The Death of Stalin
Director: Armando Iannucci
Starring: Rupert Friend, Olga Kurylenko, Andrea Riseborough, Steve Buscemi, Jason Isaacs, Jeffrey Tambor
107 mins | Comedy | 15
Please note: This video contains strong language
This Russian fervour recently marked from the centenary of their revolution is turning many heads. Although 1917 has gone down in the books, 1953 will also remain a potent year for them, since their tyrannical leader Josef Stalin died unexpectedly.
Directed and co-written by Armando Iannucci (most famous for creating The Thick Of It and Veep) and based on the graphic novel of the same name, it is no surprise this film has had no plans to be screened in Russia (Read The Guardian’s telling article for more information).
Whilst the conflicting views over Stalin in his triumph in WWII remain, this would never outdo his diabolical reign of terror, with millions upon millions of Soviets being sent to the gulags and killed. Even the slightest doubt about your character could have you put on the fearsome list, for you to be never seen again. Stalin’s death so consumed the nation, they never even realised that on the same day, they had lost one of their great composers: Sergei Prokofiev. With a score by Christopher Williams, he does a super job in evoking the colours of Prokofiev and even more vividly with Shostakovich in its urgency and gripping tendencies.
Stalin here is reduced to a waxwork cutout who just wants to hear Mozart on a newly recorded vinyl, before falling ill, having a slight recovery and then dying. The musicians who played live on radio then had to repeat the same concerto so it could be put on record for the leader. Whilst frantic Paddy Considine as Andreyev tries to keep everything together, he knows it would be his head if things don’t turn out well. Olga Kurylenko is the stubborn pianist Maria Yudina, who refuses to replay the piece for a man she despises so much. With half the audience gone, they manage to get the vinyl off to Stalin, including inside a barbed note from Maria…
There are many funny moments in this. It’s jarring to hear British and American voices come out of real life Russians. Somehow the film washes away this absurdity and makes the film more accessible, even if the country where it’s based is not finding the humour acceptable. The satire against those who rule us has always existed and should never be considered taboo. It can make for brilliant comedy.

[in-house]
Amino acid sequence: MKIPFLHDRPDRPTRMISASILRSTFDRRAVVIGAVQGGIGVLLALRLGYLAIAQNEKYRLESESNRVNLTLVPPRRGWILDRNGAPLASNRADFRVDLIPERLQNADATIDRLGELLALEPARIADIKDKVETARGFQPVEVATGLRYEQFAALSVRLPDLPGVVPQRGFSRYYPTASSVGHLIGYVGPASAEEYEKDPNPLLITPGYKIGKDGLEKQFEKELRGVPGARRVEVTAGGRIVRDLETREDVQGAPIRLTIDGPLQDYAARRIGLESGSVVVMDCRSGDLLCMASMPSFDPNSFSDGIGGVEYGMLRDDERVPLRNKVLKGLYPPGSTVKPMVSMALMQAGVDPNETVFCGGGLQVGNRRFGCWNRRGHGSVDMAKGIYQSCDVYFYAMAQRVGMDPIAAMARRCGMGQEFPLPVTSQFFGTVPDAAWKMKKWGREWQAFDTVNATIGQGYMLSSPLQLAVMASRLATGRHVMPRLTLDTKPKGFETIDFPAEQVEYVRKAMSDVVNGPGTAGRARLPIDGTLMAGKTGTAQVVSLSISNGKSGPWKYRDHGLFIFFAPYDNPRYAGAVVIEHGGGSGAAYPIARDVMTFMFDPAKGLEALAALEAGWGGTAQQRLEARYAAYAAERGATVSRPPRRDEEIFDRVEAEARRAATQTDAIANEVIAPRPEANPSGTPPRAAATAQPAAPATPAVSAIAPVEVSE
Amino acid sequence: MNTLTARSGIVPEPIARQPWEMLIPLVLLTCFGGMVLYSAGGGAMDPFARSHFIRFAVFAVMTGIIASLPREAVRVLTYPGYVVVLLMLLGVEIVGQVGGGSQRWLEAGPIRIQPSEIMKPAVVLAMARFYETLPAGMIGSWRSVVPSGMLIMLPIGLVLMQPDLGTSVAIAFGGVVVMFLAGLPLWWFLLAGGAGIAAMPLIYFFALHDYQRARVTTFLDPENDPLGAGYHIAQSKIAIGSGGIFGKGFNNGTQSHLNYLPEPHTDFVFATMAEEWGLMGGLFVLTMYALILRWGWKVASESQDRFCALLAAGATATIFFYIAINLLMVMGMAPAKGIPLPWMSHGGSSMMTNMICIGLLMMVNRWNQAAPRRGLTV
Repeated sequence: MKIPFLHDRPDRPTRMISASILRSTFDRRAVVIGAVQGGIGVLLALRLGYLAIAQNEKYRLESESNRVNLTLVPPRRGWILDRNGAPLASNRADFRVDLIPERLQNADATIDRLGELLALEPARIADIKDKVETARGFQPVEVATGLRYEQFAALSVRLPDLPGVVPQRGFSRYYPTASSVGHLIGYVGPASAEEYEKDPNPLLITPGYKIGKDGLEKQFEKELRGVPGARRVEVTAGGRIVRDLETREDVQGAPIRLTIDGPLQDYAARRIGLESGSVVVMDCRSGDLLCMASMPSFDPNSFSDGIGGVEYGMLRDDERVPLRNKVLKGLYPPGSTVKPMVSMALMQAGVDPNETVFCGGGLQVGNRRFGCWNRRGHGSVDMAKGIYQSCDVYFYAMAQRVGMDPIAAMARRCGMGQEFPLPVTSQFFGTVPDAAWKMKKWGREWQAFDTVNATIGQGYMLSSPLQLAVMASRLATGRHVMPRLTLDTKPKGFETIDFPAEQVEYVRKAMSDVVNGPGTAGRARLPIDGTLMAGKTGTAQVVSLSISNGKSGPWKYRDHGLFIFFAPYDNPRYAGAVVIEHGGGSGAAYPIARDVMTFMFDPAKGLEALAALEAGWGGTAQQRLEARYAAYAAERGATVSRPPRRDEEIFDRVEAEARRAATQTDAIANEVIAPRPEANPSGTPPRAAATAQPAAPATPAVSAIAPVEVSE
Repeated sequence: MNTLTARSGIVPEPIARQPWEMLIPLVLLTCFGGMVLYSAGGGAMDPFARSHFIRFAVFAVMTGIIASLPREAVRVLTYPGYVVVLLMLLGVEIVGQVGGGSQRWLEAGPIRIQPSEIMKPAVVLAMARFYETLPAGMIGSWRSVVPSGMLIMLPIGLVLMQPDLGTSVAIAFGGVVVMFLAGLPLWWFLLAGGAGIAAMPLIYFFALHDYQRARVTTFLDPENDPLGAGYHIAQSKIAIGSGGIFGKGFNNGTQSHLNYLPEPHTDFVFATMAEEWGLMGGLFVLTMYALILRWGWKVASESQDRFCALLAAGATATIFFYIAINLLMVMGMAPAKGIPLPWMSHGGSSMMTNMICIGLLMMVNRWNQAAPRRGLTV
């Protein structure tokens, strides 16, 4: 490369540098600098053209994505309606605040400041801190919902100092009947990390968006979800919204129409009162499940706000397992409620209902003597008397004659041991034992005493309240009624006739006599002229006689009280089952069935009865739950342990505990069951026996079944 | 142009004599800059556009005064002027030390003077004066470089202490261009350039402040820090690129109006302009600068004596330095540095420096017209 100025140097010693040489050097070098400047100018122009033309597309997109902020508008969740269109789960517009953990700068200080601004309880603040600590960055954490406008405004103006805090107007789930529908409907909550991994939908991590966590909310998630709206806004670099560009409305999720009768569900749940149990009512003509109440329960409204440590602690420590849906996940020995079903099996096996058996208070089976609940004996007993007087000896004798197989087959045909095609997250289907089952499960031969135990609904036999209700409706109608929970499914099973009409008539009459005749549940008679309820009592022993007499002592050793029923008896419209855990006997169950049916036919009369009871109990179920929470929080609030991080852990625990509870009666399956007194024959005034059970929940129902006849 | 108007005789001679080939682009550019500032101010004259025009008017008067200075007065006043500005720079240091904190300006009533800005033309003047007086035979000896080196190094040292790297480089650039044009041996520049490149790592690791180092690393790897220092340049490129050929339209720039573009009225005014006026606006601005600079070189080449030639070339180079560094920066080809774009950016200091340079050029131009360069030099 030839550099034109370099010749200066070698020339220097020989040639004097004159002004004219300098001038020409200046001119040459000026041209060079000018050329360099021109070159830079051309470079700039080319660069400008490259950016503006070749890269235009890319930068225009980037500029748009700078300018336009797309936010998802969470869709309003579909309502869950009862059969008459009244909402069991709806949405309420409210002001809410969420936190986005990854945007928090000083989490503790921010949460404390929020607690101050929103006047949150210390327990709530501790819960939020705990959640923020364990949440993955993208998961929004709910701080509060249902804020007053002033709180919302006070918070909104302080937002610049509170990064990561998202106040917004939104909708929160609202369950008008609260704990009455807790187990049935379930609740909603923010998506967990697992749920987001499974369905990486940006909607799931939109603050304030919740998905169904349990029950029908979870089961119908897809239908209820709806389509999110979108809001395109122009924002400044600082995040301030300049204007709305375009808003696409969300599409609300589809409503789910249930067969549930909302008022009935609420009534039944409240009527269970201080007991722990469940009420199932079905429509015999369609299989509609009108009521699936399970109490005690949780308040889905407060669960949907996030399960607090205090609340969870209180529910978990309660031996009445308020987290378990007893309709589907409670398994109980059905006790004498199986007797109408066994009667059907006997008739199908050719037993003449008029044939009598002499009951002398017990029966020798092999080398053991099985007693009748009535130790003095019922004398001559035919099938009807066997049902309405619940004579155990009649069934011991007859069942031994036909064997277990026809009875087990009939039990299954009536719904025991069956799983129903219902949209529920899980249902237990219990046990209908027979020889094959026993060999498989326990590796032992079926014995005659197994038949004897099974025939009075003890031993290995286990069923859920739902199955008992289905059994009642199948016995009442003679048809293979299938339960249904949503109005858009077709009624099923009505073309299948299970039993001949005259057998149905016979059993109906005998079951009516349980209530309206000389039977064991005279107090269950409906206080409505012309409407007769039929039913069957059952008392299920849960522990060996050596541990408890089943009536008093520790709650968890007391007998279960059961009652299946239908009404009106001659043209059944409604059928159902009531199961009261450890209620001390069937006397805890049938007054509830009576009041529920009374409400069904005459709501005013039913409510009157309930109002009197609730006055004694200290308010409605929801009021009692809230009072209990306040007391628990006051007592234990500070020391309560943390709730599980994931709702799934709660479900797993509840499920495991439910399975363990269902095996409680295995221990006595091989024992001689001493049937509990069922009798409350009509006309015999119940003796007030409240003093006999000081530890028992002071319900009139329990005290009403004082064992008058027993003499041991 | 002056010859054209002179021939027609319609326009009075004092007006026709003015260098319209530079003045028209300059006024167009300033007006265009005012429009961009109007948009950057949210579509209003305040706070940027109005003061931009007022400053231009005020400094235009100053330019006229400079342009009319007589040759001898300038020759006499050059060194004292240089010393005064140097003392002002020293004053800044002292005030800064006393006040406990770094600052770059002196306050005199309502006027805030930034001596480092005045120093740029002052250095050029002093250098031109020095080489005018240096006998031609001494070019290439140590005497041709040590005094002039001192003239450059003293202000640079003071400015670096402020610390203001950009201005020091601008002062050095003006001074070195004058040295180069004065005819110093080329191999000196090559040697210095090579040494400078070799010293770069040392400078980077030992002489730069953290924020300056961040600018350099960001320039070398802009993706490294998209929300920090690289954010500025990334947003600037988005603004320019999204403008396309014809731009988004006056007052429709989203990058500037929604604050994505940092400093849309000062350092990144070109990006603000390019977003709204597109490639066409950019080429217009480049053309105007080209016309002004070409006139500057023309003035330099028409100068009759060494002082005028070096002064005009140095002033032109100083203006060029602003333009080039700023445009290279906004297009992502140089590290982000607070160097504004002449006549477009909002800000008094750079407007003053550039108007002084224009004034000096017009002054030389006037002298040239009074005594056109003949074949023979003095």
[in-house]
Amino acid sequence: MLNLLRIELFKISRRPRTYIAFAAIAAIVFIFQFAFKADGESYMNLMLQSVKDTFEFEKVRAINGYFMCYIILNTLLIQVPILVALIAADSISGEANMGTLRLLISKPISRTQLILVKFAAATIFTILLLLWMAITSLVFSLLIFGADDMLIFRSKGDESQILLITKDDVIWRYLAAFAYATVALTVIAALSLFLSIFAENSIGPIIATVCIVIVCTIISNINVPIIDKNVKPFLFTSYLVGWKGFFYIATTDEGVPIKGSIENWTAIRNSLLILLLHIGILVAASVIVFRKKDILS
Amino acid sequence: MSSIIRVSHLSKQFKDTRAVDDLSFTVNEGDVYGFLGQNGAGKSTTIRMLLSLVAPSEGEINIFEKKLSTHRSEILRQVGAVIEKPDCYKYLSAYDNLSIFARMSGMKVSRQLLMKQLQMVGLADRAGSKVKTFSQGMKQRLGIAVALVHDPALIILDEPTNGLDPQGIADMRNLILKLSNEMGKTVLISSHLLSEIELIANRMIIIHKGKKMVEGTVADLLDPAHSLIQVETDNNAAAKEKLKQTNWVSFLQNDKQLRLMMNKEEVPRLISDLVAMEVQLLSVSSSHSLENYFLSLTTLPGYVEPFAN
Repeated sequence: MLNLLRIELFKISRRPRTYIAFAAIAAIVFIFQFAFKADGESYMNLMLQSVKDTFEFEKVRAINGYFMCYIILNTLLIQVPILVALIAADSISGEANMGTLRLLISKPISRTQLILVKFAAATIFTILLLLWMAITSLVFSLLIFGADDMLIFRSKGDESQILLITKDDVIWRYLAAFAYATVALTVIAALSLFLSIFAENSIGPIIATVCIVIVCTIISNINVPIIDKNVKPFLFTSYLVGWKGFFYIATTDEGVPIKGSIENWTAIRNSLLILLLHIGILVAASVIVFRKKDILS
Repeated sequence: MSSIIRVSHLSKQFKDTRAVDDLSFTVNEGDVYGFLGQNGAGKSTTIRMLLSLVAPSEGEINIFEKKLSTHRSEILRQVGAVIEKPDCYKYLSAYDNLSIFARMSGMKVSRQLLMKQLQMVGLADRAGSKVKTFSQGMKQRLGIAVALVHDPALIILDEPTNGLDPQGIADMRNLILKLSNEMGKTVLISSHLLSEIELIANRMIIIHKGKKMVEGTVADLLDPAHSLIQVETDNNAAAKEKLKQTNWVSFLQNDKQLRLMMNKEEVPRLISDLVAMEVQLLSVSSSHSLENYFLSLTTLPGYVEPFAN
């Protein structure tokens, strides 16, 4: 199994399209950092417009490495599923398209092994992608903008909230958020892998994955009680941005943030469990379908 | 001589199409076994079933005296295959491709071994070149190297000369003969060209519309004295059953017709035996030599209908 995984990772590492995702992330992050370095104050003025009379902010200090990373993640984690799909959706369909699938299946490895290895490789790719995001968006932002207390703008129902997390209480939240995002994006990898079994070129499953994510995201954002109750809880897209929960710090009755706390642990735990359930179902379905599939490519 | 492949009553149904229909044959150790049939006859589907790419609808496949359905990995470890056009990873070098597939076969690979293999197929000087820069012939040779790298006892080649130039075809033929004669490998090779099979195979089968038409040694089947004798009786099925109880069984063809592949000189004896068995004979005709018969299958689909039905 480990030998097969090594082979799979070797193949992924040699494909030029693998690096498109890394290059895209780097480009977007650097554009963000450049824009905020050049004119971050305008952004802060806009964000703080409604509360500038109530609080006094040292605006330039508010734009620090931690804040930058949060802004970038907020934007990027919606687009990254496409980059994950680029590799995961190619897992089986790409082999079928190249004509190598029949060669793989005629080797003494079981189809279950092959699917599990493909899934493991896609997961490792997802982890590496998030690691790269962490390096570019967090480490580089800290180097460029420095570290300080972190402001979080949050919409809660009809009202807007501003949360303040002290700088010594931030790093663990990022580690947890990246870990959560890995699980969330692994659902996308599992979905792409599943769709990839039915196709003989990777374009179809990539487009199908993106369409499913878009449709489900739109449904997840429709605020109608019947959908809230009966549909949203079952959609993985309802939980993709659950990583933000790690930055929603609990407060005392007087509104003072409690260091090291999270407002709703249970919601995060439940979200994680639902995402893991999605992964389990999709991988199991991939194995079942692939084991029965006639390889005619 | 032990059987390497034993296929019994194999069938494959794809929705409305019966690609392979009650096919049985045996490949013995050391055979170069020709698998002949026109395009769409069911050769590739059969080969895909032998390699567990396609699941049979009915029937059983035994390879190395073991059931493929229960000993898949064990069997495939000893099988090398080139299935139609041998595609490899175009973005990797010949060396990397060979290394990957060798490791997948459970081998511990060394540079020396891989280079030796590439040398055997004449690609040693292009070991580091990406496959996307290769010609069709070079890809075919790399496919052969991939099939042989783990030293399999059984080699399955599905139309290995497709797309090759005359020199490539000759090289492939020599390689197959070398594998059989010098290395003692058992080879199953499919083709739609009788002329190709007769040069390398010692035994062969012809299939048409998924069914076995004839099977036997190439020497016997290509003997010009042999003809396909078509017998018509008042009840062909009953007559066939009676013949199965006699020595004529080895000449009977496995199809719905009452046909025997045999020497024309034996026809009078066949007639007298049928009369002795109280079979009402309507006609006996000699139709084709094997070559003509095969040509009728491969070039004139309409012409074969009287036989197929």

The lunacy of the film can be summed up in a handful of scenes. One which lingers is the replacement conductor who arrives on stage in his dressing gown, having already settled down for the night before being escorted to the concert hall (the evening’s conductor having fainted). This can easily sum up the regime in its “Heard and not seen” mentality. If they can make the leader think they recorded the concerto without seeing who was in the concert hall (they even dragged people in off the streets) and what the conductor was wearing, then they can get away with it and for the meantime they appear to.
The majority of the film pulls the focus on Stalin’s right-hand men. It’s predictable in how the men react to each other. The plotting, threatening behaviour and stark manipulation is mostly executed by Lavrentiy Beria, here played brilliantly by Simon Russell Beale. The man is a true viper, setting people against one another, all for his own gain. His jabs, his sly remarks, easily provoke the people around him. It’s extremely satisfying to see a character get his comeuppance in such a startling way. All I’ll say here is that he got what he deserved.
The rest of the ensemble are also exemplary. The list of actors is surreal, but somehow work mightily well together. Steve Buscemi is Khrushchev, prior to becoming the new leader. Always the underdog, Buscemi is an oddity actor who also was plays to our feelings with his everyman persona. Jason Isaacs is Georgy Zhukov, the military man who acts like a tough Northern English fist to the proceedings. As Stalin’s daughter, Svetlana here by Andrea Riseborough is heartfelt in her way of dealing with the grief and the men surround her father’s corpse, quite literally. As his son Vasily, Rupert Friend is the unpredictable upstart, who thinks he might take over the country, all the while swigging booze and being an unpleasant figure lurking in the background.
Stealing the film was Jeffrey Tambour, as Malenkov. With his dry, deadpan delivery and solemn facial phases, he never fails to delight and leave us in hysterics. His moving up in the world in politics is counterbalanced with his fraught insecurities that we can all relate to. Michael Palin as Molotov also has tragedy written on his face, since his wife was sent away, only for her to return via Beria, in a nasty exercise in manic manipulation. In another telling scene, Beria asks Molotov why his wife was sent away (it was understood he deified the state), he says his wife did wrong, only for her to come in from the other room to finally see her husband again. Molotov almost had the chop when a joke went wrong with Stalin, but was safe due to the quick death of the leader. Palin is a lesser dramatic component in this plot, but does play a vital part in the downfall of the ghastly Beria.
A quote I have come up with has felt like the predominant theme of this film:
The time and clothes of men may change, yet they will always kill one another for power.
A must see for all comrades.
All images: Facebook.com/TheDeathOfStalin
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